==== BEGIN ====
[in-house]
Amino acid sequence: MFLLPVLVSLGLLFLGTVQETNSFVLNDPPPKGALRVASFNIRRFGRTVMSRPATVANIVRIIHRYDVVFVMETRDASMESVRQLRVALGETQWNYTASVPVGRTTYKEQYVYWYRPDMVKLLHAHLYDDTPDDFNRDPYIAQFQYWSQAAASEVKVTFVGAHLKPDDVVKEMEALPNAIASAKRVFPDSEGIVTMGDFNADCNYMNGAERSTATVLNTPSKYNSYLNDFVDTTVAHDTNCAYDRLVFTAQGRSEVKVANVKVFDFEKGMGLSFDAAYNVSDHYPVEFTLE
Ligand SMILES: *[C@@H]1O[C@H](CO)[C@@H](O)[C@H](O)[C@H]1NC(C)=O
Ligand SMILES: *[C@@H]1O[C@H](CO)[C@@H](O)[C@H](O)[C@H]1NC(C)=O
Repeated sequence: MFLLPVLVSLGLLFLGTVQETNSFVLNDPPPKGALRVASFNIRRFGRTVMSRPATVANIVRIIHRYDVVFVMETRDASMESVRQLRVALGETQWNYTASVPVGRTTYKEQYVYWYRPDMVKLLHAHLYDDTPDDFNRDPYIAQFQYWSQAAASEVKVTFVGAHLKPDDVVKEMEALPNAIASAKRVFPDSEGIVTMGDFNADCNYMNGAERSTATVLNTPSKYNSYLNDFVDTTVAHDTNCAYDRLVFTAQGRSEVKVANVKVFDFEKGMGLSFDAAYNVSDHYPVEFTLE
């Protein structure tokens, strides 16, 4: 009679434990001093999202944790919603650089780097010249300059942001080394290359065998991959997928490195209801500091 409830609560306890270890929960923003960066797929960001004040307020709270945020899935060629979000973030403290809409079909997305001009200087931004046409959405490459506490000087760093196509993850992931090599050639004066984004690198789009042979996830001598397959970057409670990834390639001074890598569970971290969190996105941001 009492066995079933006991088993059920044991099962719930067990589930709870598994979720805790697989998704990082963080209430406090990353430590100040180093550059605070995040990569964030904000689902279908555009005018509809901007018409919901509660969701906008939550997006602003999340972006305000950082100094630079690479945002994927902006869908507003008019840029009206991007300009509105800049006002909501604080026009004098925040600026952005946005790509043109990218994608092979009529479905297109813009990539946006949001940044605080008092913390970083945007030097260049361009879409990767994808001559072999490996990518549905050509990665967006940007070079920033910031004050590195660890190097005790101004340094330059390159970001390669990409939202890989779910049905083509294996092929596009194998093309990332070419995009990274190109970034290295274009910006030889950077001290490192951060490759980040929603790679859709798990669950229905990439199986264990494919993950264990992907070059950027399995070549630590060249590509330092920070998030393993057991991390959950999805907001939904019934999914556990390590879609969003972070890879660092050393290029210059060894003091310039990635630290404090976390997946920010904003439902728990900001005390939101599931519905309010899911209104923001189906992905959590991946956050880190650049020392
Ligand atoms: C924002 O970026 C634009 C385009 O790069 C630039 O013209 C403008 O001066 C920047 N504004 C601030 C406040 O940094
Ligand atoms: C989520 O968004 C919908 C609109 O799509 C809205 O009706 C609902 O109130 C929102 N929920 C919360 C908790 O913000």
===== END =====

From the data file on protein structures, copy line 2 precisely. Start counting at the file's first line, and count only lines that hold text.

Amino acid sequence: MFLLPVLVSLGLLFLGTVQETNSFVLNDPPPKGALRVASFNIRRFGRTVMSRPATVANIVRIIHRYDVVFVMETRDASMESVRQLRVALGETQWNYTASVPVGRTTYKEQYVYWYRPDMVKLLHAHLYDDTPDDFNRDPYIAQFQYWSQAAASEVKVTFVGAHLKPDDVVKEMEALPNAIASAKRVFPDSEGIVTMGDFNADCNYMNGAERSTATVLNTPSKYNSYLNDFVDTTVAHDTNCAYDRLVFTAQGRSEVKVANVKVFDFEKGMGLSFDAAYNVSDHYPVEFTLE